2.7 Ion chromatography
Aliquots of the filters (areas between 78 and 101 mm2 depending on filter loadings) were extracted in 2 mL of ultrapure water (Milli-Q, 18 MΩ cm, Millipore). After ultrasonic agitation for 20 min and centrifugation for 5 min at 13 400 rpm, the extracts were analyzed by suppressed ion chromatography. For the determination of the anions (Cl−, NO, NO and SO) a Dionex Aquion system (Thermo Fisher) equipped with CS16 and CG16 columns, a CERS 500 self-regenerating suppressor, and a DS6 heated conductivity detector was used. The cations (Na+, NH, Mg2+, Ca2+ and K+) were determined with a Dionex ICS-1100 system (Thermo Fisher) equipped with AS22 and AG22 columns, an AERS 500 self-regenerating suppressor, and a DS6 heated conductivity detector. The calibration was performed with external standards, prepared from Merck stock solutions with 1000 ppm. The limit of detection for Cl− is 0.005 mg L−1; for all other analytes it was 0.01 mg L−1.
3.1 Properties of the original (unwashed and unheated) samples
The Raman spectra of all samples (e.g., Figs. 1, 2, 3) show two distinct peaks around 1350 cm−1 (D-peak or defect peak) and 1580 cm−1 (G-peak or graphitic peak) which is typical for soot. The Raman spectra of the original samples are surprisingly similar (Fig. 1), although the samples differ in composition. This could be explained by an appreciably higher contribution of graphite-like material to the Raman signal in comparison to the contribution of possibly coexisting organic or brown carbon.
Sommer (2020) found for the whole set of our samples that the fraction of BC in PM2.5 (measured with the integrating sphere method) was relatively constant over the whole year. Traffic is one of the major sources of BC in Vienna in summer as well as in winter. In winter, space heating contributes only a small amount to BC, because district heating and natural gas are used in most households in Vienna (about 45 % each in 2017/18; Statistik Austria, 2021) followed by electricity (about 6 % in 2017/18; Statistik Austria, 2021). All of these are relatively clean systems regarding particle production. On the other hand, wood combustion is used by less than 1 % of the households in Vienna, and oil or coal combustion are negligible (Statistik Austria, 2021). BrC emission factors of wood combustion can be nearly 10 times the emission factors for BC (e.g., Sun et al., 2021). Our winter samples have less than 70 % BrC in LAC; therefore, also for the samples with the highest amount of BrC, nearly 80 % of wintertime BC derives from traffic. In 2015 about 57 % of all passenger cars and nearly 100 % of heavy-duty vehicles in Vienna had diesel engines. Diesel fuel accounted for about 80 % to total fuel sales in 2015 in Austria (WKO, Mineralölindustrie, 2020). Traffic is therefore a relatively constant and homogeneous source of carbonaceous aerosol, especially diesel soot. This could explain the similarity of the Raman spectra of all original samples.
Crystallite sizes of the three samples analyzed by TEM are well below 2 nm (mean crystallite size of all three samples: 1.13 ± 0.1 nm). These sizes match with the crystallite sizes of two CAST soot samples in our recent publication (recalculated: 1.2 ± 0.1 nm for a BC-rich sample and 0.8 ± 0.1 nm for a BrC-rich sample; Haller et al., 2019). We therefore assume that the crystallite sizes of the other atmospheric aerosol samples in this study also should be below 2 nm.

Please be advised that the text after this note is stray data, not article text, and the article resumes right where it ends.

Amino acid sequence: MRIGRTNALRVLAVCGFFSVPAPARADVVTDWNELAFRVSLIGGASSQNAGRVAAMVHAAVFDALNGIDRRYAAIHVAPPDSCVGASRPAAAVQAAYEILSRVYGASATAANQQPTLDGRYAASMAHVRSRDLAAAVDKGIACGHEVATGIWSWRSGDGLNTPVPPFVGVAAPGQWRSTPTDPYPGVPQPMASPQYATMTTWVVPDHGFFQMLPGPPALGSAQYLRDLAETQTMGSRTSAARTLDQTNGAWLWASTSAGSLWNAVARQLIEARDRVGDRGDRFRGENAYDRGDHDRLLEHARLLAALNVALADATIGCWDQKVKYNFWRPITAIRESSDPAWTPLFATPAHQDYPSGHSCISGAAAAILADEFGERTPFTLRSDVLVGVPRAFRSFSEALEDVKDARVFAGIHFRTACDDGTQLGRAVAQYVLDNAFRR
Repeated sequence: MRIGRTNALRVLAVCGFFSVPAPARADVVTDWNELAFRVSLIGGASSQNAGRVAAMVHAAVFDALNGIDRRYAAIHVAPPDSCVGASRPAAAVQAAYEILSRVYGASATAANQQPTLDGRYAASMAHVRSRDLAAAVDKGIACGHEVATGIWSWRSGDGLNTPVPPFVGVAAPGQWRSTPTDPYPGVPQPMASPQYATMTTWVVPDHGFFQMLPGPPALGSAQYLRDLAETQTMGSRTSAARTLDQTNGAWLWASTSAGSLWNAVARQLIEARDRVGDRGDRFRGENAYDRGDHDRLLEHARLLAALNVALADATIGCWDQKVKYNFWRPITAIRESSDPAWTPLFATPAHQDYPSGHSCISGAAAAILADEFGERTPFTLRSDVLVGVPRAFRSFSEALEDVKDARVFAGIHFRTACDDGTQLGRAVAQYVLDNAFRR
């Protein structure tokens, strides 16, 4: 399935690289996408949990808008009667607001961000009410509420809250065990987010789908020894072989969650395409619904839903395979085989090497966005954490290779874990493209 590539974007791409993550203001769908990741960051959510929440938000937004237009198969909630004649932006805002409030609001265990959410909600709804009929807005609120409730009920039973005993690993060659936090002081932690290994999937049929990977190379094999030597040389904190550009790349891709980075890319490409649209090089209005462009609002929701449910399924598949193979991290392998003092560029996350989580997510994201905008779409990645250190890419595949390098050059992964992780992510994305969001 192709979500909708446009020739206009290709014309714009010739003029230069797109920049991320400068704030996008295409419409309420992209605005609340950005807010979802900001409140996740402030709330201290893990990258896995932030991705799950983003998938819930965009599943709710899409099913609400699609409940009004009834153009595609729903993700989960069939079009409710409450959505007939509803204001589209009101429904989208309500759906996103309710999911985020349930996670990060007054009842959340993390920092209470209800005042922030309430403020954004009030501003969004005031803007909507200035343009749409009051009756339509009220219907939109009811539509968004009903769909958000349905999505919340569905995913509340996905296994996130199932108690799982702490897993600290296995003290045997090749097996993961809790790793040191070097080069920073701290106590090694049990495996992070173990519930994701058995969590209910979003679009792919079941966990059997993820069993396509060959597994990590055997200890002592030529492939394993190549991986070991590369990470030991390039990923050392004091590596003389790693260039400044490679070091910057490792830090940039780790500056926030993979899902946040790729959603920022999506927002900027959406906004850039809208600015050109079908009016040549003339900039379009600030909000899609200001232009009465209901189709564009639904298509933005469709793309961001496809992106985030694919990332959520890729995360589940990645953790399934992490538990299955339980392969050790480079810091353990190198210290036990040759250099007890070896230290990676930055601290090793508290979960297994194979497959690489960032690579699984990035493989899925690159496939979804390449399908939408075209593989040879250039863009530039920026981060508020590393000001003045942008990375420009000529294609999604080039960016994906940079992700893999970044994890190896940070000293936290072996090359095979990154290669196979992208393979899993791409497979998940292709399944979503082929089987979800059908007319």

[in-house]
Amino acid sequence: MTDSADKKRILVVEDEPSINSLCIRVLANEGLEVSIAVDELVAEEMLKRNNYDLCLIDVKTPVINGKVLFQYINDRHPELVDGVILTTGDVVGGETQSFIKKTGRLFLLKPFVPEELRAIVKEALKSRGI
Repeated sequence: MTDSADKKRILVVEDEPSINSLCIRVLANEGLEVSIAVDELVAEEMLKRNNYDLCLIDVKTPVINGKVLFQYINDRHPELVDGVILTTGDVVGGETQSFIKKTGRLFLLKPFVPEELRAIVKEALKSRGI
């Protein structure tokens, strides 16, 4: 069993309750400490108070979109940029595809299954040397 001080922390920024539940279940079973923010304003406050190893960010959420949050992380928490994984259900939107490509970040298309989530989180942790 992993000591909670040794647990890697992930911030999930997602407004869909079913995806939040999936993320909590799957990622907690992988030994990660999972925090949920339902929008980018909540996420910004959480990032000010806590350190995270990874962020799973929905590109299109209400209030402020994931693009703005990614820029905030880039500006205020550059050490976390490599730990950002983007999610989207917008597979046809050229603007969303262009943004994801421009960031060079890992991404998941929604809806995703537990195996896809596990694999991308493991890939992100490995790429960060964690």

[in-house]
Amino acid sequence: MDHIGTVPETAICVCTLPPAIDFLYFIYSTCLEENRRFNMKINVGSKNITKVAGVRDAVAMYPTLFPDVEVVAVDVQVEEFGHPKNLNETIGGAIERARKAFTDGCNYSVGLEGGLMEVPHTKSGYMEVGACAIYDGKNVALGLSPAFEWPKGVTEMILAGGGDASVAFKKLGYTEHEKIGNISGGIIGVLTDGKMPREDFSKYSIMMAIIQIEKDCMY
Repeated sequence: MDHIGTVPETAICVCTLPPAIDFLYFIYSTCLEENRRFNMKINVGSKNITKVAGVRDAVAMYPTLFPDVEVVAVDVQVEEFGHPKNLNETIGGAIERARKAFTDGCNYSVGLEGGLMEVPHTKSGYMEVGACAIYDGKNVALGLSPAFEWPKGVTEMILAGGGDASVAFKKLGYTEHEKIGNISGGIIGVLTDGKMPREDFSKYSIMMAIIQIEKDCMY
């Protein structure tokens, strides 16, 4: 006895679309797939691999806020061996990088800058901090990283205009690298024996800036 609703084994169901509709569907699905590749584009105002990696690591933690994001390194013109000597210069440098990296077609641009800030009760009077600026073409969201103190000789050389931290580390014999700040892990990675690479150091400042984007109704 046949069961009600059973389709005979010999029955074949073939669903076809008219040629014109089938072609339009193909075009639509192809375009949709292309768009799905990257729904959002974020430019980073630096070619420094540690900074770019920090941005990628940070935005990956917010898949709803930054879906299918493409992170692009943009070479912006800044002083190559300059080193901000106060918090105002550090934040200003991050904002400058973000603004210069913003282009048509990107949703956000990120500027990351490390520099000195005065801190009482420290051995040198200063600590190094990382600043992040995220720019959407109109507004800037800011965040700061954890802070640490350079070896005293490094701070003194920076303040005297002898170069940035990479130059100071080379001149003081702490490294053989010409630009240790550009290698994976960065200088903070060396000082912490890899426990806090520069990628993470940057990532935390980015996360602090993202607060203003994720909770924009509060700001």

3.2 Structural changes of the washed samples
Washed and unwashed filter samples were analyzed with EUSAAR2, and Raman spectra were obtained for the non-heated and heated washed and unwashed samples. Figure 2 shows two typical thermograms: one of an unwashed and one of a washed part of the same filter. While the transmission laser signal of the unwashed sample decreases during the inert phase, the signal of the washed sample is nearly constant until it starts to increase during the 650 ∘C step in He. The initial laser signal for the washed sample is higher than the one for the original sample indicating that part of the light-absorbing material was removed during the washing procedure. Since the samples were shaken in this process, also substances which are not soluble in water (e.g., BC) could have been removed mechanically. This was confirmed by integrating sphere measurements: part of BC (about 60 %) is absent and BrC is below detection limit also for samples with a high amount of BrC in the unwashed counterpart.
The differences in the laser signals between original and washed samples hold for all of the eight investigated samples (Fig. S1 in the Supplement). These findings are in good agreement with Yu et al. (2002), who found that WSOC accounted for a large contribution (13 %–66 %) to the charring during NIOSH-like heating procedures.
The ratios of the Raman spectra of most unwashed samples increase during the heating procedure above 450 ∘C (Fig. 3a and Sect. 3.3.2), indicating an increase of structural ordering according to Ferrari and Robertson (2000). On the other hand, the Raman spectra of the washed samples do not change noticeably during the heating process even when their unwashed counterparts have changing Raman signals (Fig. 3), indicating that no increase of structural ordering occurs during heating of the washed samples. This is in good agreement with the findings of Yu et al. (2002), who based their interpretation of charring of WSOC on thermal and optical properties of their heated samples. We can confirm this now by showing that the washed samples indeed do not change their structure (i.e., do not build graphite-like material) during heating. In contrast to cases where the laser signal decreases despite constant ratios (as described in Sect. 3.3.1), it seems to be possible to conclude from an unchanged laser signal to a lack of structural ordering of the material.